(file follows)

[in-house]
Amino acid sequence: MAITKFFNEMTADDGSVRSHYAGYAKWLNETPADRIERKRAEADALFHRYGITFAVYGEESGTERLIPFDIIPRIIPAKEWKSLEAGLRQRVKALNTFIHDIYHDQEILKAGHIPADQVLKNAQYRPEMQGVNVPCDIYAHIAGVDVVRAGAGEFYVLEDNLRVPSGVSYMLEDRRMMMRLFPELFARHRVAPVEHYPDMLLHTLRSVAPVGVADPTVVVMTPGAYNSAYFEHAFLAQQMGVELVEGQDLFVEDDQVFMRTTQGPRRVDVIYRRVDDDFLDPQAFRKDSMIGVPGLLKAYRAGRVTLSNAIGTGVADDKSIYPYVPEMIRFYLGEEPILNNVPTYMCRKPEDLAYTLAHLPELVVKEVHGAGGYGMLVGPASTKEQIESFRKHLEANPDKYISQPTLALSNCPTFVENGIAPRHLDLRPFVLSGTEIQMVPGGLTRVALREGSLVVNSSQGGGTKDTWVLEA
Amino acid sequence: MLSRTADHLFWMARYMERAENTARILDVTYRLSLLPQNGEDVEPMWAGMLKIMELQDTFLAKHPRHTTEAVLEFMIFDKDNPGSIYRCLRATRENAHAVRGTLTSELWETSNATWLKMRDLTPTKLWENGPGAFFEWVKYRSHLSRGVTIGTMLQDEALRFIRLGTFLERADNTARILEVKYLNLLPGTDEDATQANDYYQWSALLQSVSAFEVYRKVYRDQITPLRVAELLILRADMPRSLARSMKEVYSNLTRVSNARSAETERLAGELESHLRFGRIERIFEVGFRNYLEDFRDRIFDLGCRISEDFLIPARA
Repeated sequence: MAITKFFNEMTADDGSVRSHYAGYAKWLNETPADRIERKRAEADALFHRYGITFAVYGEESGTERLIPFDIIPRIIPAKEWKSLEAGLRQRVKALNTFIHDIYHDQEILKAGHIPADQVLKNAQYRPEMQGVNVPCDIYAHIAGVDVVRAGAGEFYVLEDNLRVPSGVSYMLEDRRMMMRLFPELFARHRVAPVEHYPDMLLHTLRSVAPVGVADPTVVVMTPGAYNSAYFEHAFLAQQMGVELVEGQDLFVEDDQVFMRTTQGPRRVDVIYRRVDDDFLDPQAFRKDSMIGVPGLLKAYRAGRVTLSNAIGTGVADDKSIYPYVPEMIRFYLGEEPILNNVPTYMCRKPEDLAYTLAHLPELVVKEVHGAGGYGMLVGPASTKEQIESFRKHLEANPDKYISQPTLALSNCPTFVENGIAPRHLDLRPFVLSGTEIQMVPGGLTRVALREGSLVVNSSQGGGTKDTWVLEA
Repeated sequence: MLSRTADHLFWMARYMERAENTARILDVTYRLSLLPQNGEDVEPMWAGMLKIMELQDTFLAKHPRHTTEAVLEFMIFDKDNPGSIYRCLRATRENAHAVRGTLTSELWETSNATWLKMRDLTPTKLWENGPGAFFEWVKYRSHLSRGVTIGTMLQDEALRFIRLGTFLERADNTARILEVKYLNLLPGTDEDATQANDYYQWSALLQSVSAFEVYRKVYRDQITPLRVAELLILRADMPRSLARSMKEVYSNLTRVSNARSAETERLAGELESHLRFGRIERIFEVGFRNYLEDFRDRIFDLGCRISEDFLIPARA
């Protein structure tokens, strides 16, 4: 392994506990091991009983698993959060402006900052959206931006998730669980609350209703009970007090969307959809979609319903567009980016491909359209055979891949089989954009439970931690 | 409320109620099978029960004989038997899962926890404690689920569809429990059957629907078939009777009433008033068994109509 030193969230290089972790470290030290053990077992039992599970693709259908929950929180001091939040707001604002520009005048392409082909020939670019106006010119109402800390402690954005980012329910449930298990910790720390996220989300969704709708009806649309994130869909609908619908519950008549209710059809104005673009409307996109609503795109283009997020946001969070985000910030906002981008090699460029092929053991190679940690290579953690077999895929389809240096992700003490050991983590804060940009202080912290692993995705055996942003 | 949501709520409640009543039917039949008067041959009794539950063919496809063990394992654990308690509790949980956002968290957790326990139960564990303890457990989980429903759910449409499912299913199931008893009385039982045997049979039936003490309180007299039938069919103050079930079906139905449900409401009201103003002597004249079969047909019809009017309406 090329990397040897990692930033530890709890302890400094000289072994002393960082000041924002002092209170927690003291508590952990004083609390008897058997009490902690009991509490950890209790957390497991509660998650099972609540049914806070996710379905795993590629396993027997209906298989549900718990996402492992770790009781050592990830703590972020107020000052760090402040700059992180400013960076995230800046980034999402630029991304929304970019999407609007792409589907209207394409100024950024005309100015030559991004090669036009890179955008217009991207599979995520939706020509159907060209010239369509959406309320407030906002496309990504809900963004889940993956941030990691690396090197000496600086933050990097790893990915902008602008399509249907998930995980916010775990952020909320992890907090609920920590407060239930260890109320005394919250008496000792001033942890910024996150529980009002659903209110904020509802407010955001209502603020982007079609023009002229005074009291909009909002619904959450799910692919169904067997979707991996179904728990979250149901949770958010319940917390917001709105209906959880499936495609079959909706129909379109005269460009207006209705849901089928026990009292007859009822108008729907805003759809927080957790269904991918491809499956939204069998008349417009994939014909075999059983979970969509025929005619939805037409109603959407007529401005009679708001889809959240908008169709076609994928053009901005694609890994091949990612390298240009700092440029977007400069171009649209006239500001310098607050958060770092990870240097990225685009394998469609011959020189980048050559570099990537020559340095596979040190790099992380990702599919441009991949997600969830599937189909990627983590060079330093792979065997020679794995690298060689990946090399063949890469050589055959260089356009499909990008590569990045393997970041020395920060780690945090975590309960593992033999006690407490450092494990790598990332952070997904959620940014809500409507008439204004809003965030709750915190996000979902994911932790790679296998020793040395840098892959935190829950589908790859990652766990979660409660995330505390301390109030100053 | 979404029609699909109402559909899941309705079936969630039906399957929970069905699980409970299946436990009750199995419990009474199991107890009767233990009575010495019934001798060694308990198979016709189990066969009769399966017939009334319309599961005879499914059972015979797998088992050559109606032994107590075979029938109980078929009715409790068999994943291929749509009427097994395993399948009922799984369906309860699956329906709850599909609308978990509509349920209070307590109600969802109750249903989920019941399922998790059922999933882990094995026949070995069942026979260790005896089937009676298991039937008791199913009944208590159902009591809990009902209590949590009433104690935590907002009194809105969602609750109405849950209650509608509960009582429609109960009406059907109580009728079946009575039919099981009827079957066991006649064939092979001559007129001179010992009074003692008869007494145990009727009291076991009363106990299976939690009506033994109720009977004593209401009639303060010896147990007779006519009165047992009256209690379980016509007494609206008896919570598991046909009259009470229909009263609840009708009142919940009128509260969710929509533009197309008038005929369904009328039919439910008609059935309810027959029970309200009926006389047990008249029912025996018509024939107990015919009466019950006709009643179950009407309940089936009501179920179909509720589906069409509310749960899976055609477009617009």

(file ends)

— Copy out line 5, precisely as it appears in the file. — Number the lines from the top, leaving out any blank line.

Repeated sequence: MLSRTADHLFWMARYMERAENTARILDVTYRLSLLPQNGEDVEPMWAGMLKIMELQDTFLAKHPRHTTEAVLEFMIFDKDNPGSIYRCLRATRENAHAVRGTLTSELWETSNATWLKMRDLTPTKLWENGPGAFFEWVKYRSHLSRGVTIGTMLQDEALRFIRLGTFLERADNTARILEVKYLNLLPGTDEDATQANDYYQWSALLQSVSAFEVYRKVYRDQITPLRVAELLILRADMPRSLARSMKEVYSNLTRVSNARSAETERLAGELESHLRFGRIERIFEVGFRNYLEDFRDRIFDLGCRISEDFLIPARA